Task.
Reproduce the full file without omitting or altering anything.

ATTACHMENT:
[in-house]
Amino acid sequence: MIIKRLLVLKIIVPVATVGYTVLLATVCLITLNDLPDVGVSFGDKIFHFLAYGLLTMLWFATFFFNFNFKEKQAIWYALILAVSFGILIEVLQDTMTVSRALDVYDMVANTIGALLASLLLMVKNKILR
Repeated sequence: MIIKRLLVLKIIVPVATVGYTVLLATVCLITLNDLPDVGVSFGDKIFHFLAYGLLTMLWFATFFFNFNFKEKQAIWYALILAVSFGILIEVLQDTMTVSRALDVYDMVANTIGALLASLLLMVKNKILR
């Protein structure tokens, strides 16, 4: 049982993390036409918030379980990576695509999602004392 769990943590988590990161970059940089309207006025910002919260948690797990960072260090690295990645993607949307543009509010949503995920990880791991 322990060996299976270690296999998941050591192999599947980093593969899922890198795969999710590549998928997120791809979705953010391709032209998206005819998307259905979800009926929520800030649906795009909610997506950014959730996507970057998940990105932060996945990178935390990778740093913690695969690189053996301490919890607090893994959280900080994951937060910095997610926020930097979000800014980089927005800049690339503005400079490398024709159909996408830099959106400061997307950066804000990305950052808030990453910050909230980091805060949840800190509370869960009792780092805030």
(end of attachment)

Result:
[in-house]
Amino acid sequence: MIIKRLLVLKIIVPVATVGYTVLLATVCLITLNDLPDVGVSFGDKIFHFLAYGLLTMLWFATFFFNFNFKEKQAIWYALILAVSFGILIEVLQDTMTVSRALDVYDMVANTIGALLASLLLMVKNKILR
Repeated sequence: MIIKRLLVLKIIVPVATVGYTVLLATVCLITLNDLPDVGVSFGDKIFHFLAYGLLTMLWFATFFFNFNFKEKQAIWYALILAVSFGILIEVLQDTMTVSRALDVYDMVANTIGALLASLLLMVKNKILR
């Protein structure tokens, strides 16, 4: 049982993390036409918030379980990576695509999602004392 769990943590988590990161970059940089309207006025910002919260948690797990960072260090690295990645993607949307543009509010949503995920990880791991 322990060996299976270690296999998941050591192999599947980093593969899922890198795969999710590549998928997120791809979705953010391709032209998206005819998307259905979800009926929520800030649906795009909610997506950014959730996507970057998940990105932060996945990178935390990778740093913690695969690189053996301490919890607090893994959280900080994951937060910095997610926020930097979000800014980089927005800049690339503005400079490398024709159909996408830099959106400061997307950066804000990305950052808030990453910050909230980091805060949840800190509370869960009792780092805030």